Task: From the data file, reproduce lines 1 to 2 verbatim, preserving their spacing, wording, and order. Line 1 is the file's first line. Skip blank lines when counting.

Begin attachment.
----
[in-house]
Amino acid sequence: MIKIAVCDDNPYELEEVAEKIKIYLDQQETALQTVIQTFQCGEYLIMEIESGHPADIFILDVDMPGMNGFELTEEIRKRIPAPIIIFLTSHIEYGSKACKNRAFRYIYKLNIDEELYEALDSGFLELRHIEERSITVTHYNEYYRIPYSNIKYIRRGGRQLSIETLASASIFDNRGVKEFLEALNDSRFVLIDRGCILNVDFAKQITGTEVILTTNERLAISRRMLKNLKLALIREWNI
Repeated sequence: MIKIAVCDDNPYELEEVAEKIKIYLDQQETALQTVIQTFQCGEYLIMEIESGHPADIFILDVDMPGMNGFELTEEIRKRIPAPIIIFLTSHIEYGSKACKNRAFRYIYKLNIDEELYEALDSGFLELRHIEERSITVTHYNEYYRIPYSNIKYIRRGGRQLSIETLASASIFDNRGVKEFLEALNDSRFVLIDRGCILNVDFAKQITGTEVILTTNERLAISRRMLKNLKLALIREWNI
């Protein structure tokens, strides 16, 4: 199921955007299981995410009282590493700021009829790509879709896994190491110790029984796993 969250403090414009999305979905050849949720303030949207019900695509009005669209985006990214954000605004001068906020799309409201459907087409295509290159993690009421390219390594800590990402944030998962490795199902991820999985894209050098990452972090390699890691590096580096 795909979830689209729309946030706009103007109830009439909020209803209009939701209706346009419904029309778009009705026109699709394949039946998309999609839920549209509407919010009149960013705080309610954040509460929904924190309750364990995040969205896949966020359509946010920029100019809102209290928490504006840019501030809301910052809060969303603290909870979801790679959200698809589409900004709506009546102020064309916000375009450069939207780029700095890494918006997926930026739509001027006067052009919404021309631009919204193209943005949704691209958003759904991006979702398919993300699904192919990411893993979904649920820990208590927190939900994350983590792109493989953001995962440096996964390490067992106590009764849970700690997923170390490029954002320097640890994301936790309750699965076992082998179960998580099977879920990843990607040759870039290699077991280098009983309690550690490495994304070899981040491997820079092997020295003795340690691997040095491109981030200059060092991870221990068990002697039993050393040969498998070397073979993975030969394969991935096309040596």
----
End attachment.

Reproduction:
[in-house]
Amino acid sequence: MIKIAVCDDNPYELEEVAEKIKIYLDQQETALQTVIQTFQCGEYLIMEIESGHPADIFILDVDMPGMNGFELTEEIRKRIPAPIIIFLTSHIEYGSKACKNRAFRYIYKLNIDEELYEALDSGFLELRHIEERSITVTHYNEYYRIPYSNIKYIRRGGRQLSIETLASASIFDNRGVKEFLEALNDSRFVLIDRGCILNVDFAKQITGTEVILTTNERLAISRRMLKNLKLALIREWNI